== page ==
Danville experts weigh in on summer reading favorites
By Lou Fancher
At Rakestraw Books’ 7th Annual Book Group Festival, the only things in short supply are chairs.
“Are there more chairs?” asks Ella Kauffman, a store employee who calls to her counterparts while greeting participants.
The San Ramon Valley High School student has worked at owner Michael Barnard’s downtown Danville store for just under one year. Kauffman says her first festival experience and the approximately 75 people wedging themselves between book-laden tables and shelves are “a thrill.”
“We always need more chairs,” says Amanda Reid, a more seasoned member of the staff who will present favorite book selections to avid readers clutching coupons for discounted purchases at the end of the two-hour festival.
In abundance for the past seven years at the event have been enthusiastic staff people, solo and book club readers and insider tips about the best books.
“I can’t recall how many times I’ve attended, but it’s more than twice,” says Claire Conger, San Ramon. “Our book club always has trouble agreeing on books and we run out of selections. This helps.”
Conger will bring to her book club a short list of highlights from the 46 books presented. “The reason I and others join a book club is to read books we’d never read on our own. It broadens us,” she says.
Similarly, Jennifer Krolow, of Danville, says encountering something unexpected is one reward of belonging to a book group. A book by Anthony Marra, “The Tsar of Love and Techno: Stories,” was an elegant read she didn’t expect to enjoy. “I can’t explain it. And I’d never have read it without the group.”
Krolow and other people say local authors catch their attention. Although most readers admit they download from the internet a proportion of the books they buy, every person asked says they shop at Rakestraw for physical books.
“The staff knows books,” says Krolow. “I’m a retired scientist and came late to reading fiction. I can come in, describe what I want to read and they find the perfect book for me. I love supporting local business and authors.”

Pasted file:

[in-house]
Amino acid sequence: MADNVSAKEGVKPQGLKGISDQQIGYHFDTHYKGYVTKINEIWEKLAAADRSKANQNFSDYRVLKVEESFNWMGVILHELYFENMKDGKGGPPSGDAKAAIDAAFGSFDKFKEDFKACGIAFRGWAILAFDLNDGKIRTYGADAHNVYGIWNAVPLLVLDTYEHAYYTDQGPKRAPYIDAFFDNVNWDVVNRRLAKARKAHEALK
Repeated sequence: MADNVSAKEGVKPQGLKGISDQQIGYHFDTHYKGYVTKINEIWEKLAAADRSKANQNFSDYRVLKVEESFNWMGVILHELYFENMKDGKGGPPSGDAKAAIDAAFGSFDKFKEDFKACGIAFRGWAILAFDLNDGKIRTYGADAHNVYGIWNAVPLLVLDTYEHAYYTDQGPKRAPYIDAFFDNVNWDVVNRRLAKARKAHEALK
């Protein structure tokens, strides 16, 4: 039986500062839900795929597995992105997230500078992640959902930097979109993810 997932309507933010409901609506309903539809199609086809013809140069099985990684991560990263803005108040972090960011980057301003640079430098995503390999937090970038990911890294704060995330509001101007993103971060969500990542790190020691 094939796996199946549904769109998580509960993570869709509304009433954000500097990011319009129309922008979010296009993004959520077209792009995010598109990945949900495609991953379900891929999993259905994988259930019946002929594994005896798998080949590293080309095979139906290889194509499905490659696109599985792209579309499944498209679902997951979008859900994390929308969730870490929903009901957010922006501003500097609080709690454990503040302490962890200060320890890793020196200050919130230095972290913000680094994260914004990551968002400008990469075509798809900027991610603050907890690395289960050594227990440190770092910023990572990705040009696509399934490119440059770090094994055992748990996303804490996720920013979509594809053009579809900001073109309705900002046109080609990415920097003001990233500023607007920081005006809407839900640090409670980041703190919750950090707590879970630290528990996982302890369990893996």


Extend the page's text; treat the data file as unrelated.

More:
At the end of the evening Krolow has snatched up “Border Songs” (Vintage), by Jim Lynch, suggested by staff person Chris DePaoli; and Idra Novey’s “Ways to Disappear” (Back Bay), one of Barnard’s recommendations.
Unexpectedly, staff people who read countless books each year and demonstrate wide-ranging interests in conversations about literature, discover the act of selecting top books reveals philosophies they have about reading. Kauffman’s choices were deliberate — she chose five young adult books and realized she believes it’s important for adults to read about and reflect on life as a teenager.
“Plus, most kids are reading books on devices, but these are books you hold and keep and re-read,” she said. There is permanency to a physical book that can’t be matched by a digital experience, she adds.
DePaoli has plans to travel and will leave the store in upcoming weeks, but prefaced his recommendations with a tribute. “I got to grow up in Danville which had just the best reading culture anywhere. I had great teachers in school and Michael running this store where I grew up.”
Bay Area-based publisher rep Lise Solomon says her job is a treat.
“I get paid to read books and go to bookstores to talk about books. It’s wonderful,” she said.
Among her list of challenging and accessible books selected primarily from small, sometimes-overlooked publishers, there are surprises: a stunning graphic novel dealing with immigration; a quiet story about a man who’s lost a cow and in searching, perspective on his marriage is gained; and epic or intimate refugee stories with characters Solomon finds so compelling she misses them months after the books are finished.
Naturally, Barnard’s recommendations include a broad range: dark stories, poignant tales, quirky and humorous books, whip-smart essay collections and one book he bought for the store because he loved the cover.
“A beautiful cover isn’t enough to make my list,” he cautions, “but it’s a place to begin.”